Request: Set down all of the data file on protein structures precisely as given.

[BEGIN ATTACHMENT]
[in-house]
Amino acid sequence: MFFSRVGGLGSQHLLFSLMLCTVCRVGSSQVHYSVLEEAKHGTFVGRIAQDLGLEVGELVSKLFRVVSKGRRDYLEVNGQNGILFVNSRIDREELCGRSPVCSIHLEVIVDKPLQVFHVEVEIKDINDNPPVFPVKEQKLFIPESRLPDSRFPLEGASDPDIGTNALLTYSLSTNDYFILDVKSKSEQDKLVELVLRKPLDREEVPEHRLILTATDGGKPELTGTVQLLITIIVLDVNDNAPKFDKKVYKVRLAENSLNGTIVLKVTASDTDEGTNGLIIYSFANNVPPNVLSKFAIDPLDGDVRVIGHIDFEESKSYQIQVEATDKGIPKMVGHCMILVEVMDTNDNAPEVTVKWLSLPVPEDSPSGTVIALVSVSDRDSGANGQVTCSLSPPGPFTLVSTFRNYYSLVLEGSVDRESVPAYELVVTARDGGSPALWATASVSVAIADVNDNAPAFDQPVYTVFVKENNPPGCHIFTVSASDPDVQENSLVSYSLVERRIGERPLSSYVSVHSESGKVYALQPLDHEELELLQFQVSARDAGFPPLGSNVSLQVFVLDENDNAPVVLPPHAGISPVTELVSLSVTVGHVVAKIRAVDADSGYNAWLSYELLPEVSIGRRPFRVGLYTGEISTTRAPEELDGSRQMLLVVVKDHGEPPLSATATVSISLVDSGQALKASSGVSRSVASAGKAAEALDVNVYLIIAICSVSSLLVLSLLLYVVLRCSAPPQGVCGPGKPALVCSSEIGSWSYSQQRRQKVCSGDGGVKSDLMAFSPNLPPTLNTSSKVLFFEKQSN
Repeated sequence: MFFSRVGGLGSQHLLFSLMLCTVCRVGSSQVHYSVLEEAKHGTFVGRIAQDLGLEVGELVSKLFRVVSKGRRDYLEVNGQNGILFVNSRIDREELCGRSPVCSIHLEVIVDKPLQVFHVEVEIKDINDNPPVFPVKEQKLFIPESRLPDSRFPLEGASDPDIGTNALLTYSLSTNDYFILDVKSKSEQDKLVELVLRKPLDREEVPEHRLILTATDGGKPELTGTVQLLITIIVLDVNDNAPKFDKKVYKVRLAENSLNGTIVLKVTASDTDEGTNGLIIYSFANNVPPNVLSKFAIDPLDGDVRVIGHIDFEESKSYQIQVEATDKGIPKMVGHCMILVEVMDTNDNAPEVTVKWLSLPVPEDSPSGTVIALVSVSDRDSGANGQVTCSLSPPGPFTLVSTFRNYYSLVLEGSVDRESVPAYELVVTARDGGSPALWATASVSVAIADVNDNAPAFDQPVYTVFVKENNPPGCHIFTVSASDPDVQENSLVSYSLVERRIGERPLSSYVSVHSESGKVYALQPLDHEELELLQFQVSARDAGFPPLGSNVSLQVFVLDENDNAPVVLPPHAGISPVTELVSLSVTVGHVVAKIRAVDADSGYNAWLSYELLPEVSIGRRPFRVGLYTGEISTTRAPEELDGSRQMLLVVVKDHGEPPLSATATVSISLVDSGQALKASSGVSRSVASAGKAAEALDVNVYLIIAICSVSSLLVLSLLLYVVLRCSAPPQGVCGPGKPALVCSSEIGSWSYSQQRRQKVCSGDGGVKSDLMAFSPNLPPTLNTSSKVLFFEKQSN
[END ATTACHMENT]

[in-house]
Amino acid sequence: MFFSRVGGLGSQHLLFSLMLCTVCRVGSSQVHYSVLEEAKHGTFVGRIAQDLGLEVGELVSKLFRVVSKGRRDYLEVNGQNGILFVNSRIDREELCGRSPVCSIHLEVIVDKPLQVFHVEVEIKDINDNPPVFPVKEQKLFIPESRLPDSRFPLEGASDPDIGTNALLTYSLSTNDYFILDVKSKSEQDKLVELVLRKPLDREEVPEHRLILTATDGGKPELTGTVQLLITIIVLDVNDNAPKFDKKVYKVRLAENSLNGTIVLKVTASDTDEGTNGLIIYSFANNVPPNVLSKFAIDPLDGDVRVIGHIDFEESKSYQIQVEATDKGIPKMVGHCMILVEVMDTNDNAPEVTVKWLSLPVPEDSPSGTVIALVSVSDRDSGANGQVTCSLSPPGPFTLVSTFRNYYSLVLEGSVDRESVPAYELVVTARDGGSPALWATASVSVAIADVNDNAPAFDQPVYTVFVKENNPPGCHIFTVSASDPDVQENSLVSYSLVERRIGERPLSSYVSVHSESGKVYALQPLDHEELELLQFQVSARDAGFPPLGSNVSLQVFVLDENDNAPVVLPPHAGISPVTELVSLSVTVGHVVAKIRAVDADSGYNAWLSYELLPEVSIGRRPFRVGLYTGEISTTRAPEELDGSRQMLLVVVKDHGEPPLSATATVSISLVDSGQALKASSGVSRSVASAGKAAEALDVNVYLIIAICSVSSLLVLSLLLYVVLRCSAPPQGVCGPGKPALVCSSEIGSWSYSQQRRQKVCSGDGGVKSDLMAFSPNLPPTLNTSSKVLFFEKQSN
Repeated sequence: MFFSRVGGLGSQHLLFSLMLCTVCRVGSSQVHYSVLEEAKHGTFVGRIAQDLGLEVGELVSKLFRVVSKGRRDYLEVNGQNGILFVNSRIDREELCGRSPVCSIHLEVIVDKPLQVFHVEVEIKDINDNPPVFPVKEQKLFIPESRLPDSRFPLEGASDPDIGTNALLTYSLSTNDYFILDVKSKSEQDKLVELVLRKPLDREEVPEHRLILTATDGGKPELTGTVQLLITIIVLDVNDNAPKFDKKVYKVRLAENSLNGTIVLKVTASDTDEGTNGLIIYSFANNVPPNVLSKFAIDPLDGDVRVIGHIDFEESKSYQIQVEATDKGIPKMVGHCMILVEVMDTNDNAPEVTVKWLSLPVPEDSPSGTVIALVSVSDRDSGANGQVTCSLSPPGPFTLVSTFRNYYSLVLEGSVDRESVPAYELVVTARDGGSPALWATASVSVAIADVNDNAPAFDQPVYTVFVKENNPPGCHIFTVSASDPDVQENSLVSYSLVERRIGERPLSSYVSVHSESGKVYALQPLDHEELELLQFQVSARDAGFPPLGSNVSLQVFVLDENDNAPVVLPPHAGISPVTELVSLSVTVGHVVAKIRAVDADSGYNAWLSYELLPEVSIGRRPFRVGLYTGEISTTRAPEELDGSRQMLLVVVKDHGEPPLSATATVSISLVDSGQALKASSGVSRSVASAGKAAEALDVNVYLIIAICSVSSLLVLSLLLYVVLRCSAPPQGVCGPGKPALVCSSEIGSWSYSQQRRQKVCSGDGGVKSDLMAFSPNLPPTLNTSSKVLFFEKQSN